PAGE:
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Just recently I was pointed in the direction of the Mayo Clinic in the US which actively posts advice on its website about diet and nutrition. Recently it published a summary of a piece of research that apperently suggested that low carb diets were bad for diabetics.  This is a common held view but actually the published research does not reflect this assumption and indeed most significant studies which are low carb ( and now low gi) and high protien actually show a massive improvement in the health and well being of diabetics. 

So why is it that in the world of nutrition it is possible to give out advice which people will rely on without proper due regard for the obligations to present a proper and full picture?  Why is it that every day we read articles in the daily papers advising us on what to stop cancer or get thin which are not based on clincial randomized science or even a proper understanding of basic bio chemisty? Why is it that the same standards that apply to doctors, lawyers and accoutants don’t apply to diet experts?

The basic rule should apply to all so called professionals who influence people and the basic rule is very  simple.  If you know that someone is likely to rely on your advice ( e.g. you have some professional or authoritive capacity ) then you must be responsible for the subsequent results of that reliance.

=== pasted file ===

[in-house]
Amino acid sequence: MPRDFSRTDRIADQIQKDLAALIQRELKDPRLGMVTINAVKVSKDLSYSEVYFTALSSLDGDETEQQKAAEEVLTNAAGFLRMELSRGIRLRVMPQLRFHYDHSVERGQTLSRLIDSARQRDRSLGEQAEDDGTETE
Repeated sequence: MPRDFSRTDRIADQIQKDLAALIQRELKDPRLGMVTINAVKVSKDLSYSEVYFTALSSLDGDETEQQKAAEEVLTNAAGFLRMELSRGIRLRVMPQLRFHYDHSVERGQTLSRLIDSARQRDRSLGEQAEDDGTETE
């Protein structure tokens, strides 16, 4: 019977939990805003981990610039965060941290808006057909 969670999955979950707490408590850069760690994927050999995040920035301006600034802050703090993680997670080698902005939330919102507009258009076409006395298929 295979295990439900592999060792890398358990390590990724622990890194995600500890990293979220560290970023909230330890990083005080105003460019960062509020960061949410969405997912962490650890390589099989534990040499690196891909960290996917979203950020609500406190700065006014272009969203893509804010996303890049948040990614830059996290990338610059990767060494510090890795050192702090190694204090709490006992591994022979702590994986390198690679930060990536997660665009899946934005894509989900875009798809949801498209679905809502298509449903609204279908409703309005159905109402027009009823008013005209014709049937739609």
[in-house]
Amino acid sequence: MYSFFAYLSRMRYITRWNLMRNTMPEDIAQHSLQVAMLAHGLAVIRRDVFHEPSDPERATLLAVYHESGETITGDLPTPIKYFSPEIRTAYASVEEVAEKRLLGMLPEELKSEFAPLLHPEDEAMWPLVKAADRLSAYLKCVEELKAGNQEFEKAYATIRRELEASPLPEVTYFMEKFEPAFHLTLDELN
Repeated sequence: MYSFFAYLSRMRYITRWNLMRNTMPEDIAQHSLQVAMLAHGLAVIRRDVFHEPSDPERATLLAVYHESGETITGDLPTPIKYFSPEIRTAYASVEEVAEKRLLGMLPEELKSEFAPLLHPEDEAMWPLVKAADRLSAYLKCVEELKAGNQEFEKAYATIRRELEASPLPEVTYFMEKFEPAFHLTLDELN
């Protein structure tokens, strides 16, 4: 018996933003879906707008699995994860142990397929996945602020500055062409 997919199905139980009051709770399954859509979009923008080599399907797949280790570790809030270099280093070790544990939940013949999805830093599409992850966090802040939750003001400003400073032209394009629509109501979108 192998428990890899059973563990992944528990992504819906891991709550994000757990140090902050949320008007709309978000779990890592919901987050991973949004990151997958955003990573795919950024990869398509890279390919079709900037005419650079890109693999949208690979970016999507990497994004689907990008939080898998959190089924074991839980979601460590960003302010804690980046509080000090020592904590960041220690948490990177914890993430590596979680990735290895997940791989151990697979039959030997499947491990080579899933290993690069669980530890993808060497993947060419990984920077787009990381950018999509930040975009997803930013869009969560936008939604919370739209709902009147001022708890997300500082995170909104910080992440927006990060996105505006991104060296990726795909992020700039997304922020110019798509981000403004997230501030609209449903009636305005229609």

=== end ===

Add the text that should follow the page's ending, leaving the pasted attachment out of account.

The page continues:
Now if that rule were applied to every diet expert that wrote a book or published an article we may find that the messages handed out on a daily basis would be slightly different.  In particular it would be possible for diabetics to sue for the loss of a limb or the loss of their eyesight if they could show that they had been encouraged by an expert to eat a high carbohydate diet and thereby increase thier need for insulin without having been advised at the same time that they could also choose a low carb diet and reduce their need for insulin .  Such a legal action would be particualarly interesting when it was brought to the courts attention that for years there have been randomised clincial trials published in peer reviewed journals consistently showing that a low carb diet will:-

  • reduce your waistline faster than any other low calorie or low fat diet
  • improve your cholesterol profile better than any other low calorie or low fat diet
  • reduce your need for insulin
  • improve your general health profile

Not only that it would be interesting for the court to note that the funding for much of the diabetic charities in the UK actually comes from the drug and starch companies who really dont want low carb diets to take off.

He Ho…I just think of the tobacco wars and remind myself that actually it was the lawyers who helped us change the law on tobacco and actually got the message out there much to the upset of the tobacco companies.

3 February 2009

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